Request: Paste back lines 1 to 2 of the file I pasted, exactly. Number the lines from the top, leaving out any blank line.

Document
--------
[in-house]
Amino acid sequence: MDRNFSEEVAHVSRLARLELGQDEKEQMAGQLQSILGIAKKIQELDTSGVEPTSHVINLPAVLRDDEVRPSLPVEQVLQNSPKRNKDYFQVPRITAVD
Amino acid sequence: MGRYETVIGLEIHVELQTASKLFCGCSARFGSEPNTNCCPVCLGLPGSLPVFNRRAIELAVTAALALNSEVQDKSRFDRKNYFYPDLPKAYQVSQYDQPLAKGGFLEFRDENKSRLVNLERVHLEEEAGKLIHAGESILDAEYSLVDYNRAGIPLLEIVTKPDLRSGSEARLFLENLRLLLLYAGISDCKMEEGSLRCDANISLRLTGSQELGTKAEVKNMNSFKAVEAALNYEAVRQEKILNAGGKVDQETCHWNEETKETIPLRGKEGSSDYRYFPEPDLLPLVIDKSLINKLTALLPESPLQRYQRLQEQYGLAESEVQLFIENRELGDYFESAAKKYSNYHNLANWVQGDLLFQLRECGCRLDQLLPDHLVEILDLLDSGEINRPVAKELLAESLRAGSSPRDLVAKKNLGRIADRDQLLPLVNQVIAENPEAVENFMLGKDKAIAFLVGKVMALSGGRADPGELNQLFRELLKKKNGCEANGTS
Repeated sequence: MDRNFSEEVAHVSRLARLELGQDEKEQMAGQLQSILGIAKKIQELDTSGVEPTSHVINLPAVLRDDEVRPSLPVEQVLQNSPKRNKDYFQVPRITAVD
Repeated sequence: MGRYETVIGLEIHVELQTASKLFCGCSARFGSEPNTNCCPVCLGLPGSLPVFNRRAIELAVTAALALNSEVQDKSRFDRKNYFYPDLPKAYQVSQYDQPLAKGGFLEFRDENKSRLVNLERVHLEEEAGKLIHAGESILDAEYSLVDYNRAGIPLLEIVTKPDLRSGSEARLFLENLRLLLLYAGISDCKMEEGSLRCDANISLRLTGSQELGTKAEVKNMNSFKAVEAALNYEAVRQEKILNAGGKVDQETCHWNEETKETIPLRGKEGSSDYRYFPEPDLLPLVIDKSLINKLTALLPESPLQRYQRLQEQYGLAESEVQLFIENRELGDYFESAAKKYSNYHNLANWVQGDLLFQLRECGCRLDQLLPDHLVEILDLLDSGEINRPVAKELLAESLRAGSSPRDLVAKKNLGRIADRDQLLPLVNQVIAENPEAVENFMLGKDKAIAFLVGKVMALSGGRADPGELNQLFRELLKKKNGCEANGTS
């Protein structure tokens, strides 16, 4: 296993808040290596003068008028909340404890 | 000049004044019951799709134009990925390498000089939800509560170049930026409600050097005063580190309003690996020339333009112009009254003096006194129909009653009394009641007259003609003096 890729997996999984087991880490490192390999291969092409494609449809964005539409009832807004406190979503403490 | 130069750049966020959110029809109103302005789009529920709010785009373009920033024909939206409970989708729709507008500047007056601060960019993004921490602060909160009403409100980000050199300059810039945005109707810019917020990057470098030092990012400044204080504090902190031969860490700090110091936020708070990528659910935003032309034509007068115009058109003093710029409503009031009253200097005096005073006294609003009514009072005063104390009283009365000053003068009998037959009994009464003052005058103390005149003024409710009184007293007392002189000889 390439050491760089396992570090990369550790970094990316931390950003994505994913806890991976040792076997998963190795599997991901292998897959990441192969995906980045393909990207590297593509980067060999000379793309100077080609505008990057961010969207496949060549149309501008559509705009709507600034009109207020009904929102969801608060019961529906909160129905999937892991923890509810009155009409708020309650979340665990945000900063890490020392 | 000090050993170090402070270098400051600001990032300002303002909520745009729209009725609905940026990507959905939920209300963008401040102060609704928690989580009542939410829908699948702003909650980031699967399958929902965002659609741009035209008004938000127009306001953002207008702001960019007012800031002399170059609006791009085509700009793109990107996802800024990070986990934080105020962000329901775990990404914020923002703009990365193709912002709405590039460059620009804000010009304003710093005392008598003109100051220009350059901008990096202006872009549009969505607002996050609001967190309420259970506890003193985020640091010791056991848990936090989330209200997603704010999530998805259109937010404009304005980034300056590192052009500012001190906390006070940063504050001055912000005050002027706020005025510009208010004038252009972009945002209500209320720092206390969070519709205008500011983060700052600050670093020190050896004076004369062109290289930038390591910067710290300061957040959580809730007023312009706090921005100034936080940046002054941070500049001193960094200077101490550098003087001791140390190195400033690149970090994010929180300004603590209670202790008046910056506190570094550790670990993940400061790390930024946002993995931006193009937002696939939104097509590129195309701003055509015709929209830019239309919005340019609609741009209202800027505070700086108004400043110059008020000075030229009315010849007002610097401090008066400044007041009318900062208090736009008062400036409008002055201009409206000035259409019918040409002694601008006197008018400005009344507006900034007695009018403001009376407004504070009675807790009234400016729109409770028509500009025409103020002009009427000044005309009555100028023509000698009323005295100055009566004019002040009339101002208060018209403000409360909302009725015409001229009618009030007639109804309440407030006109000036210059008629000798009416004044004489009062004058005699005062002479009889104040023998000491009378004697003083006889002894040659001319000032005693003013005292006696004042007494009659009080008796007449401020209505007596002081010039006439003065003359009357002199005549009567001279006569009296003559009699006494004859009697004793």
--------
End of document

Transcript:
[in-house]
Amino acid sequence: MDRNFSEEVAHVSRLARLELGQDEKEQMAGQLQSILGIAKKIQELDTSGVEPTSHVINLPAVLRDDEVRPSLPVEQVLQNSPKRNKDYFQVPRITAVD